Sara is a doctoral candidate in the History and Sociology of Science at the University of Pennsylvania. Her dissertation, Monsters in the Cabinet, compares the anatomical collections of surgeons Guillaume Dupuytren (1777-1835) in Paris and Willem Vrolik (1801-1863) in Amsterdam: particularly their collections of ‘monstrous’ bodies. She examines how Dupuytren’s and Vrolik’s collections of monstrous bodies-- the conjoined, the dwarfed, the limbless, and other curious forms-- encapsulated two competing philosophies of nature debated by comparative anatomists in the early nineteenth century. From there, she traces the influence of elite naturalist discourse and medical expertise on the development of state policies affecting the lives of disabled individuals in France and in the Netherlands.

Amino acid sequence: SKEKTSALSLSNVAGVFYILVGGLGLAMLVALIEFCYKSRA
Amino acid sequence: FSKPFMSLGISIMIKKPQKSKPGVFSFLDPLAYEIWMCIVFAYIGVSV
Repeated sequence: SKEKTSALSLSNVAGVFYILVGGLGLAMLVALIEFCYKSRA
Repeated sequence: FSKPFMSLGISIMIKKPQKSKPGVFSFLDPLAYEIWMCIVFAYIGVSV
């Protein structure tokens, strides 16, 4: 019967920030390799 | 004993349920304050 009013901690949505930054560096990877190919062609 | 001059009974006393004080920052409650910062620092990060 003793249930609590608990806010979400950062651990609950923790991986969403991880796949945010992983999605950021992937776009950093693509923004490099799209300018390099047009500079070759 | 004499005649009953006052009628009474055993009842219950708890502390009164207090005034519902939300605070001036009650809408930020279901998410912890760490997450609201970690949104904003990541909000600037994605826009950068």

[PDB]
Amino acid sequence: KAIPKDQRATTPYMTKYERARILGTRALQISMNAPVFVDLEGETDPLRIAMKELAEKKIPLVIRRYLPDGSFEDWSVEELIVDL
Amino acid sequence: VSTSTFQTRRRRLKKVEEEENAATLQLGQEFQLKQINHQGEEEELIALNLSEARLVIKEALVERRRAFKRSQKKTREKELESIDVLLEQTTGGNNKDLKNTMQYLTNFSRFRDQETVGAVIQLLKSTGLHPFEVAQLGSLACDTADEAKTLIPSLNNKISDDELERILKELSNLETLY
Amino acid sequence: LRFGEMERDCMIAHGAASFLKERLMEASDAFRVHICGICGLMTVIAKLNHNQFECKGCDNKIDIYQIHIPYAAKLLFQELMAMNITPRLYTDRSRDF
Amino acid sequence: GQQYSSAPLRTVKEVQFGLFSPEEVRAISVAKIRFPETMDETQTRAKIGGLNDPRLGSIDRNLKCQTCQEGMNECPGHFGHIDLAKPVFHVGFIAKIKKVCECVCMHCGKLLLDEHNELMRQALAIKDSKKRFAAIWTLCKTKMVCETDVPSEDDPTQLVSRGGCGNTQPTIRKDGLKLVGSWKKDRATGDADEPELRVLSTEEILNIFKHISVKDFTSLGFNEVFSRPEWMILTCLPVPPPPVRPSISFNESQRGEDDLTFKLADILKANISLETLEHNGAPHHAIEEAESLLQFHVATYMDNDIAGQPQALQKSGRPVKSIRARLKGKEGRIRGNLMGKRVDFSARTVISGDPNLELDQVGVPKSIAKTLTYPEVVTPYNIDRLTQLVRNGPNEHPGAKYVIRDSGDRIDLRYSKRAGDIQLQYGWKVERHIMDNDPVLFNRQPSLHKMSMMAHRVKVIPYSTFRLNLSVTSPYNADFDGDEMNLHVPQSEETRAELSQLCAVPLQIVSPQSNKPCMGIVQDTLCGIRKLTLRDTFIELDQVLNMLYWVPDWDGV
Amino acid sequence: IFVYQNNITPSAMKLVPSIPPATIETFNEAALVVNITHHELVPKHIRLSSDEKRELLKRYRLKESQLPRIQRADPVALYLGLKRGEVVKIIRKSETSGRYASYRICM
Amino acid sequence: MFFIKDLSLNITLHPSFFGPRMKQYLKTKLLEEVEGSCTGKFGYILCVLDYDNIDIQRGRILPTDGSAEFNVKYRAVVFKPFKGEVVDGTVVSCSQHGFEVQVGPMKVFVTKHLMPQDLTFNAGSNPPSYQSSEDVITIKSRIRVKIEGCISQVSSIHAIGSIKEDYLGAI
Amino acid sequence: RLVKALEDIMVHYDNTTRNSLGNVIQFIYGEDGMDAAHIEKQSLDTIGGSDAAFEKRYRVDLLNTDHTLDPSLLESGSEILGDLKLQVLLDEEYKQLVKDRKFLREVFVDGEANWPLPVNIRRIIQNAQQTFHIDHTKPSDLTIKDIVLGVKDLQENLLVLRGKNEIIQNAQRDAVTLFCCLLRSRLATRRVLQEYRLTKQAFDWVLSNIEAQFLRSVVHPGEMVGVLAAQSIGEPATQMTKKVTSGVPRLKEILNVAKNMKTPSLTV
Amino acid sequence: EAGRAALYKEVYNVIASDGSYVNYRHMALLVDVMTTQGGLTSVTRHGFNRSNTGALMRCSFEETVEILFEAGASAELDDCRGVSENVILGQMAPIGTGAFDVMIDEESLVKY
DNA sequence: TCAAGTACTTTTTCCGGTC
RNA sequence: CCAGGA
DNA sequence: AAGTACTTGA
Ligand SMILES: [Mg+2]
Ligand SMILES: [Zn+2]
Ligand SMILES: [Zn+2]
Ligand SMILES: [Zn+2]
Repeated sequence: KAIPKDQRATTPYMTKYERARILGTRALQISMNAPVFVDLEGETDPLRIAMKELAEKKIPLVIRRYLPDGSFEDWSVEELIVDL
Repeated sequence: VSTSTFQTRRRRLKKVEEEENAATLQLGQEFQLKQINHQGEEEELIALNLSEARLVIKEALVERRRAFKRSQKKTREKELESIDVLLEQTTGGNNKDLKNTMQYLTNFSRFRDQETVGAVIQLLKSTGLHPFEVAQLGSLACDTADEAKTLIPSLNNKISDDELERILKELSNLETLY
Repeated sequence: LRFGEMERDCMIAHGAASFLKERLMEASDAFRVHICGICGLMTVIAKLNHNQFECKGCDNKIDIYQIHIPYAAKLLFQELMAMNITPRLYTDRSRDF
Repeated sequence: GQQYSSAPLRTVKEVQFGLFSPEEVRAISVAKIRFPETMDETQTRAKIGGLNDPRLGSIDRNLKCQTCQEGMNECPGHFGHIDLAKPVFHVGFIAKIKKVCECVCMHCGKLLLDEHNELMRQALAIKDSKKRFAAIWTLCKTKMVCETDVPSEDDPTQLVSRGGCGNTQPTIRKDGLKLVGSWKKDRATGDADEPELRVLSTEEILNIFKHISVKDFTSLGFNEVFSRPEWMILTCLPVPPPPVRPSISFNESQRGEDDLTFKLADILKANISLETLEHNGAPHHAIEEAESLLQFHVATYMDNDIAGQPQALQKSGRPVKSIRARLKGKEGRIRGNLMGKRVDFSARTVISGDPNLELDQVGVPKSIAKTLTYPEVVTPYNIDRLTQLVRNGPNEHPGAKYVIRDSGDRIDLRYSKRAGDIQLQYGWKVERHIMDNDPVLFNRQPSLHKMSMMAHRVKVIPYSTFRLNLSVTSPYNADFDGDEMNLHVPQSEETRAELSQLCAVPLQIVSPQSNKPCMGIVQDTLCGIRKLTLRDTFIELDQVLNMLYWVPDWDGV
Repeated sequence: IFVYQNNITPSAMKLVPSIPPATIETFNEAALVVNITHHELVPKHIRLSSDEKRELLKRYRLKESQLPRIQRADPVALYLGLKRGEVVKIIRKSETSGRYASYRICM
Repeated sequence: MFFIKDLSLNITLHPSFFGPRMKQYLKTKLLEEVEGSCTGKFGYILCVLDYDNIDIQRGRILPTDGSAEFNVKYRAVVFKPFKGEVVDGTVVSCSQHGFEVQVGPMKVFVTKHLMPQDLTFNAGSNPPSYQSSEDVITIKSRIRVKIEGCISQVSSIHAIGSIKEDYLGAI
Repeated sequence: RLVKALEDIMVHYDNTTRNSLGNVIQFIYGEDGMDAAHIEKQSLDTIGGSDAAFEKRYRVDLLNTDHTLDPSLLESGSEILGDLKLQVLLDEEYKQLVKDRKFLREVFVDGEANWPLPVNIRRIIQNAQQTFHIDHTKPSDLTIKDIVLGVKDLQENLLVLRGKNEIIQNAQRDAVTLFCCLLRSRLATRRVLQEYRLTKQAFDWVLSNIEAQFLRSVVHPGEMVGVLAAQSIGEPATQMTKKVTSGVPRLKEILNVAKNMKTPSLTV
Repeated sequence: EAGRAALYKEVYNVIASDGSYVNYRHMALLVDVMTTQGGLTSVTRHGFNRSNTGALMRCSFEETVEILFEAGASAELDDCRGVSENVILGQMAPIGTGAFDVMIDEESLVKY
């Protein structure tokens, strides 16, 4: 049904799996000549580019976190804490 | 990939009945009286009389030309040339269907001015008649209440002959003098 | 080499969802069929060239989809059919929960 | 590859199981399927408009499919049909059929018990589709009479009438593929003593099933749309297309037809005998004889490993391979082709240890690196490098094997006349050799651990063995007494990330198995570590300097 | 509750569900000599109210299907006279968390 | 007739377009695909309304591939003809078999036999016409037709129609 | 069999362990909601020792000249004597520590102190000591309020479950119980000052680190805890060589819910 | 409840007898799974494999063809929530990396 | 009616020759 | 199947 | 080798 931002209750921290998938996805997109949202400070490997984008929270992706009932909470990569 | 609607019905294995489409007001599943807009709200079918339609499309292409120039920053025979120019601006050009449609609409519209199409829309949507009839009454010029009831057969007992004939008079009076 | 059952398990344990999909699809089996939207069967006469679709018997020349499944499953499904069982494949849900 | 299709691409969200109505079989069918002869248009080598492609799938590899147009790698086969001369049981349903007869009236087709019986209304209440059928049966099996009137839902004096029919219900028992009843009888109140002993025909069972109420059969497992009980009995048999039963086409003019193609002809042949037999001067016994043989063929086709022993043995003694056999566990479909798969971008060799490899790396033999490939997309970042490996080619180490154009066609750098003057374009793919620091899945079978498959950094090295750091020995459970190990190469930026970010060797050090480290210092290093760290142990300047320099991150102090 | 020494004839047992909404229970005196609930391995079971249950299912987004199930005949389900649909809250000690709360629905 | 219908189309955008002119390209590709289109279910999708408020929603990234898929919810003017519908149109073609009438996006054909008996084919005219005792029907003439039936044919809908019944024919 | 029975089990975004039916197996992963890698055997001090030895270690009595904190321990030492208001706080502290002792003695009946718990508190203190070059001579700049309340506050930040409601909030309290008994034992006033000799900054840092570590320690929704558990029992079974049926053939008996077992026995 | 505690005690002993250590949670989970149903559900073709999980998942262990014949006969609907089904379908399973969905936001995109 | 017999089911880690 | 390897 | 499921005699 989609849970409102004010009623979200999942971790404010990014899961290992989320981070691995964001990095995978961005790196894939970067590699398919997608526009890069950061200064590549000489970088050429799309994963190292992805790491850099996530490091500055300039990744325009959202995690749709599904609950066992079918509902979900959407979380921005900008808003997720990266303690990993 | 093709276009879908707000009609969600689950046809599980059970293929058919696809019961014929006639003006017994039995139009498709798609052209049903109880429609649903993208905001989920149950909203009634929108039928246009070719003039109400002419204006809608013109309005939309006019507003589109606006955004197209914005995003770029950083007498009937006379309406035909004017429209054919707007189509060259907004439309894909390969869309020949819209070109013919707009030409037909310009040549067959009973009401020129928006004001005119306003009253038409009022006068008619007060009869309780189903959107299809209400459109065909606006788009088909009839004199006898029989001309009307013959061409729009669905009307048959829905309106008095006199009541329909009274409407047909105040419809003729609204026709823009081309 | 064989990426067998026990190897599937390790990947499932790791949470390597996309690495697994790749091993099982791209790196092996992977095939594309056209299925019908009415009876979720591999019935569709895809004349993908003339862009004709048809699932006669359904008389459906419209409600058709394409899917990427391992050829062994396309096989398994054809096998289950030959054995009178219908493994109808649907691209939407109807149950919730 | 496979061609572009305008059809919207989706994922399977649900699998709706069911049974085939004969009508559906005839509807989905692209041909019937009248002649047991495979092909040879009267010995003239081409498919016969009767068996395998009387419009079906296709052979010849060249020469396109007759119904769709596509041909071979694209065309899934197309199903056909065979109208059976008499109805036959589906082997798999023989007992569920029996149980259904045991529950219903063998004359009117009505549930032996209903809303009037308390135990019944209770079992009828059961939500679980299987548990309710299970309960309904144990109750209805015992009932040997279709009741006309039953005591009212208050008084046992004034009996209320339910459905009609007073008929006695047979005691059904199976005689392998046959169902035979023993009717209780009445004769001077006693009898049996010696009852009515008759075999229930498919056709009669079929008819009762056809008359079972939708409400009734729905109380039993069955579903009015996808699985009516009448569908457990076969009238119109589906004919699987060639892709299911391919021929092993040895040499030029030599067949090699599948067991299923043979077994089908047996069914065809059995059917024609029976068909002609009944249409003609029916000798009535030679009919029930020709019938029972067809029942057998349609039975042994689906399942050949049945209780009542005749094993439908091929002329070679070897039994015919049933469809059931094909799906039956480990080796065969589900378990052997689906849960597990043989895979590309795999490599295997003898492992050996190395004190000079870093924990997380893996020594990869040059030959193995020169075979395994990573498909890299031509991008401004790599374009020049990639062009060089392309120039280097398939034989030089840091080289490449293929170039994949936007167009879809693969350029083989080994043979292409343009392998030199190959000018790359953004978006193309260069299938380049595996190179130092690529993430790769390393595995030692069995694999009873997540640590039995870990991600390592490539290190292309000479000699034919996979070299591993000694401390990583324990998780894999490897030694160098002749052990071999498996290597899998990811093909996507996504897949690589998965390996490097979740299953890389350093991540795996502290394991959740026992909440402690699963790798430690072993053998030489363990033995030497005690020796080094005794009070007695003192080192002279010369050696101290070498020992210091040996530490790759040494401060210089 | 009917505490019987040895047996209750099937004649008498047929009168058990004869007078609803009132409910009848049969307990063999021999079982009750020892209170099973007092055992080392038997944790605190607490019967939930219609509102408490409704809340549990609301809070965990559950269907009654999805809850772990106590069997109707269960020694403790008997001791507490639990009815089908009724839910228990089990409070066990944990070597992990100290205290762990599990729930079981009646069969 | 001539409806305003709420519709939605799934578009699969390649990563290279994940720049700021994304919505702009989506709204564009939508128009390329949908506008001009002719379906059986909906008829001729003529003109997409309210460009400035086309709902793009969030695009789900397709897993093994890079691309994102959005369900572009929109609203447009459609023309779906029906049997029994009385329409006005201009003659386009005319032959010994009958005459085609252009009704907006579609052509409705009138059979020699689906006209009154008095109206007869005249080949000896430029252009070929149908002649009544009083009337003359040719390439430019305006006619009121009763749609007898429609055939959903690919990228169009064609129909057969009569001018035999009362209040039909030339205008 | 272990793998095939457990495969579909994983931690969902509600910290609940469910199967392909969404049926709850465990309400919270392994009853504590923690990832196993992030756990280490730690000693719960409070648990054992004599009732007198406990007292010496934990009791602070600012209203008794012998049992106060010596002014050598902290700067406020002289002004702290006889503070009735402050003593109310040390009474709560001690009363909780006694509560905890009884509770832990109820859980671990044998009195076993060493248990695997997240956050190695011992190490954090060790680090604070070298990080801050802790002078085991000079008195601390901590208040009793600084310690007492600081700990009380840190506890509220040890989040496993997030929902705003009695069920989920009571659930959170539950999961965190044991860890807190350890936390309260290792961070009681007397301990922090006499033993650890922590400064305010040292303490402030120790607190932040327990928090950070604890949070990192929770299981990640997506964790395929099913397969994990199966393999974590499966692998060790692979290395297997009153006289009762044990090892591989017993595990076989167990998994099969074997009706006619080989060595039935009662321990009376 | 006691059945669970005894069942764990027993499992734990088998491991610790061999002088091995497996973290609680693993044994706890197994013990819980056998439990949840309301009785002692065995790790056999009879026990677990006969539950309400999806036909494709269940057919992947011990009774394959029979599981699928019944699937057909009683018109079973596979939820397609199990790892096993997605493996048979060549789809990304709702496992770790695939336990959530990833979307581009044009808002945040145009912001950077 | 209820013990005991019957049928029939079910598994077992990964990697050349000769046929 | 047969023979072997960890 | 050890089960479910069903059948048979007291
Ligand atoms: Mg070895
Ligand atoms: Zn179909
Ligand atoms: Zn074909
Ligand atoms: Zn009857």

Wolf Humanities Center Graduate Fellow
2017—2018 Forum on Afterlives
Doctoral candidate, History and Sociology of Science
Monsters in the Cabinet: Human Anatomical Collecting and the Question of Organic Change, 1780-1850
Monsters in the Cabinet explores the material, philosophical, and political afterlives of the human bodies (and their parts) populating the museums of early nineteenth century surgeons. I compare two contemporaneous surgeons–one in Paris, one in Amsterdam–who collected ‘monstrous’ human bodies with the belief that that these bodies provided unique insights into the secret workings of nature. Yet where one saw monsters as nature’s errors, the other saw them as nature’s creativity. Taking cues from disability studies, I explore how these different philosophical interpretations of monstrosity informed the development of state policies affecting living people with non-normative bodies. My work connects the rise of professional surgery, elite naturalist discourse, and marginalized lived experience by examining the afterlives of bodies entombed within anatomical displays.